Germany’s News in English: January 21 – 27
Welcome to the latest edition of MyExpatCommunity news feature for Germany! That’s right, we’ve expanded our scope, following up on the feedback we got from you!
Our goal is to provide you with the most important news of the last two weeks from Germany – so you can stay up to date.
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1. Deutsche Bank Deals with Donald Trump under investigation
US Democrats have launched an investigation against Deutsche Bank. The heads of the finance committee and secret service committee are investigating the business between the bank and president of the United States.
A Deutsche Bank press representative has confirmed the investigation and has stated that the bank has “entered in a dialogue” with both committees to support them in their work. The bank will provide all the necessary information requested.
The Democrats have demanded for a long time for Deutsche Bank and its possible ties to Russia to be investigated. Until now, those steps weren’t possible. With the House of Representatives now being controlled by the Democrats, there is now a majority in support for the investigation.
Deutsche Bank was Donald Trump’s main bank for a while and granted him high loans. This happened during a time when many other financial institutions refused to do so. The Democrats believe that Trump was involved in a Russian money scandal which involved Deutsche Bank. Customers of the Bank may have laundered approximately 10 billion dollars of money between 2011 and 2015. The accusations against the Deutsche Bank state that their internal monitoring has failed.
Source: Die Zeit
2. EU strengthens working parents’ rights
The European Commission has presented a catalog of changes for employees valid in all EU countries. Working parents are getting more rights across the European Union. Fathers will have a claim on paternity leave of at least ten days after the birth of their child. Furthermore, parents have the right to take at least four months leave from their job. However, at least two months of this leave are not transferable, unlike the current standard of only one untransferrable month.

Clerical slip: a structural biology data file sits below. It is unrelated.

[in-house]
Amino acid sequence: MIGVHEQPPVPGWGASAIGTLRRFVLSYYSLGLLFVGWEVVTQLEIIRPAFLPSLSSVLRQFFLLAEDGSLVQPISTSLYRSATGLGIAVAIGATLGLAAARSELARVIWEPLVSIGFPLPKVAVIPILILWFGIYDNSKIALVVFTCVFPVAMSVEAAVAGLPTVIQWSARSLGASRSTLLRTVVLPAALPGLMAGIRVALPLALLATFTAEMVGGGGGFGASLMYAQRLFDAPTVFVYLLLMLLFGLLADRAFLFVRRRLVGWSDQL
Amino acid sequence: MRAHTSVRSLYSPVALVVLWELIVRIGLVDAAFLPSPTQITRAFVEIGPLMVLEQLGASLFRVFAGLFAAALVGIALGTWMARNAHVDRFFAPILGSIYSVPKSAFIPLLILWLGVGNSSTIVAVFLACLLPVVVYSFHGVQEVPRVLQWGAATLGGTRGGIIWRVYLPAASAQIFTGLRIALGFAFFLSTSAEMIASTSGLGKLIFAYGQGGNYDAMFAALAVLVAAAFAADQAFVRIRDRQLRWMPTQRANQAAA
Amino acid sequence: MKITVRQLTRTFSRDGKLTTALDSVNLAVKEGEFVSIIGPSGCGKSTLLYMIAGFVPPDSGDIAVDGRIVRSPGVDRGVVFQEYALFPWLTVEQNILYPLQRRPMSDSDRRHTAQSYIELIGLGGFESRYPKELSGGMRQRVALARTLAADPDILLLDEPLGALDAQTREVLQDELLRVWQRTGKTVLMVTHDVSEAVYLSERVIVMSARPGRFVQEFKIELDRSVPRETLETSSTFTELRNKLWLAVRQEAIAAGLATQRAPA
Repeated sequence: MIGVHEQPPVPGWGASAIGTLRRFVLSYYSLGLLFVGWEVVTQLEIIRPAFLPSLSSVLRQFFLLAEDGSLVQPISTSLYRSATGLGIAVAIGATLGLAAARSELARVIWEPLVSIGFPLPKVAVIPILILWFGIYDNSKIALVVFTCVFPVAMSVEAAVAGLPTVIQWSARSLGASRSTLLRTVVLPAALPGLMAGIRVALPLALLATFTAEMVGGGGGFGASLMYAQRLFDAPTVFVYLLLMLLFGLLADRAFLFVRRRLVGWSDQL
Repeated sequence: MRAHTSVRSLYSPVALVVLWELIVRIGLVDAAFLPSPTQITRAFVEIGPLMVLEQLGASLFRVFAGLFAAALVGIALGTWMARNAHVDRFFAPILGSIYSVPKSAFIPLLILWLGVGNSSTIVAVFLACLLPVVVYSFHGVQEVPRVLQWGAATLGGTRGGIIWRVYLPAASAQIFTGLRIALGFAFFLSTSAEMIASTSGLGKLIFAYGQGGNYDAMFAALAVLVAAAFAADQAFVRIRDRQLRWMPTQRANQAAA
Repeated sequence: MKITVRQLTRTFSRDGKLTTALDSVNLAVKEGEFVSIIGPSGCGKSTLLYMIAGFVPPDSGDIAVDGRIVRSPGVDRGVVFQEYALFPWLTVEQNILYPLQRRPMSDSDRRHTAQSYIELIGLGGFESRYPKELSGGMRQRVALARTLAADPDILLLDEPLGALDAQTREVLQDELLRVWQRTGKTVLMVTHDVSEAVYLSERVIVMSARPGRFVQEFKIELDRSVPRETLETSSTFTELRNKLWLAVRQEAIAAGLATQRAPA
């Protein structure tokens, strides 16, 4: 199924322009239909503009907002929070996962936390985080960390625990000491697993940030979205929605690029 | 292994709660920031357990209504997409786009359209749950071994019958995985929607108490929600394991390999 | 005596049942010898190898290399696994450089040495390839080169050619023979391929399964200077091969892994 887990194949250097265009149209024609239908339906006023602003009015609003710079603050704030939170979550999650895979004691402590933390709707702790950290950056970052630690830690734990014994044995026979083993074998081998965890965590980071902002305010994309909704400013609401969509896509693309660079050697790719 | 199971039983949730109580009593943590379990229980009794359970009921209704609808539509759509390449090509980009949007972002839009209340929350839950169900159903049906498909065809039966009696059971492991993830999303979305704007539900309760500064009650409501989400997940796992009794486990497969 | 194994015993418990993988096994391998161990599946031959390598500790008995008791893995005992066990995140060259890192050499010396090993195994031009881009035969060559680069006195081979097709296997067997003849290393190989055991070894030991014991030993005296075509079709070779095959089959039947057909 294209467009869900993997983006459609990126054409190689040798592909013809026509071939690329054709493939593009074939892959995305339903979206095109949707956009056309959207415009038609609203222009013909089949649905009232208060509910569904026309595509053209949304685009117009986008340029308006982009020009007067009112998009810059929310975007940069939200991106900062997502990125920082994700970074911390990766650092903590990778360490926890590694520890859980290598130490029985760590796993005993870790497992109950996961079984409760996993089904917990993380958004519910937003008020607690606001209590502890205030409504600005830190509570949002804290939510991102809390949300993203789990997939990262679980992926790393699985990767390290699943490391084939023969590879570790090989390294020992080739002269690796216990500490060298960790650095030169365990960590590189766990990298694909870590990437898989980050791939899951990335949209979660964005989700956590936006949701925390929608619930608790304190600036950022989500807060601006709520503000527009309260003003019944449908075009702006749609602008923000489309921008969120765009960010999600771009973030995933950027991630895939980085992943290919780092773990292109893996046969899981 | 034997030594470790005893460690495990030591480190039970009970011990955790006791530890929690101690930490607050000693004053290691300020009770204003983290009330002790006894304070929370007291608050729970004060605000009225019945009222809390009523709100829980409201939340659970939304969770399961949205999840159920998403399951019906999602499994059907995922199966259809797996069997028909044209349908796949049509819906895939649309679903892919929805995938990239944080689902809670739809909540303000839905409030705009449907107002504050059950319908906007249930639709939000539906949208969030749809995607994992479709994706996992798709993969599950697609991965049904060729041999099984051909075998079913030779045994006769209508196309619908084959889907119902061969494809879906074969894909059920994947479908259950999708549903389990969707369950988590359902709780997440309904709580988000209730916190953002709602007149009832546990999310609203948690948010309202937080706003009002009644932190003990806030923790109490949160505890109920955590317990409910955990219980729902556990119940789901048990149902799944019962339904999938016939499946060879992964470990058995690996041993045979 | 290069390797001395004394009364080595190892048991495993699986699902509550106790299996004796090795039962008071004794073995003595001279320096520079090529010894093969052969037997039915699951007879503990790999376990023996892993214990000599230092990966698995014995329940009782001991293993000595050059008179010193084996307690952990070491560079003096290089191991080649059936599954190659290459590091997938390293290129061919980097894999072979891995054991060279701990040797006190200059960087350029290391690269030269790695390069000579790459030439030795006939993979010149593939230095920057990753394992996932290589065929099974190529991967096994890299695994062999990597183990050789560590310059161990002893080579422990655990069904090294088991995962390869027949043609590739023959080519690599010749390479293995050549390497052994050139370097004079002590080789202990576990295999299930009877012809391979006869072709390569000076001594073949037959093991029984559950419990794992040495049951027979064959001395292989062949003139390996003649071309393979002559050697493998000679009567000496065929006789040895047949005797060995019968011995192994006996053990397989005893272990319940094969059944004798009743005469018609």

Further changes are that employees in the future can take five days off for the caretaking of family members. Parents and caretaking employees can also demand flexible working hours more easily.
The European Parliament and the EU Member States still have to formally agree to the catalog. Afterward, the individual countries have to implement them within their national laws.
Source: Die Zeit
3. Government lowers economic growth prognosis
While the prognosis for German economic growth stated growth of 1.8% back in autumn, Brexit and the weak world economy are having a stronger effect than expected.
The government has since reduced the number of expected growth. Now the Ministry of Finance has stated that for 2019, they are now only expecting growth of 1.0%. The boom would still be happening, just at a lower rate. The Ministry further stated that they are expecting a 1.6% growth rate as of 2020.
4. March 8 – a new holiday in Berlin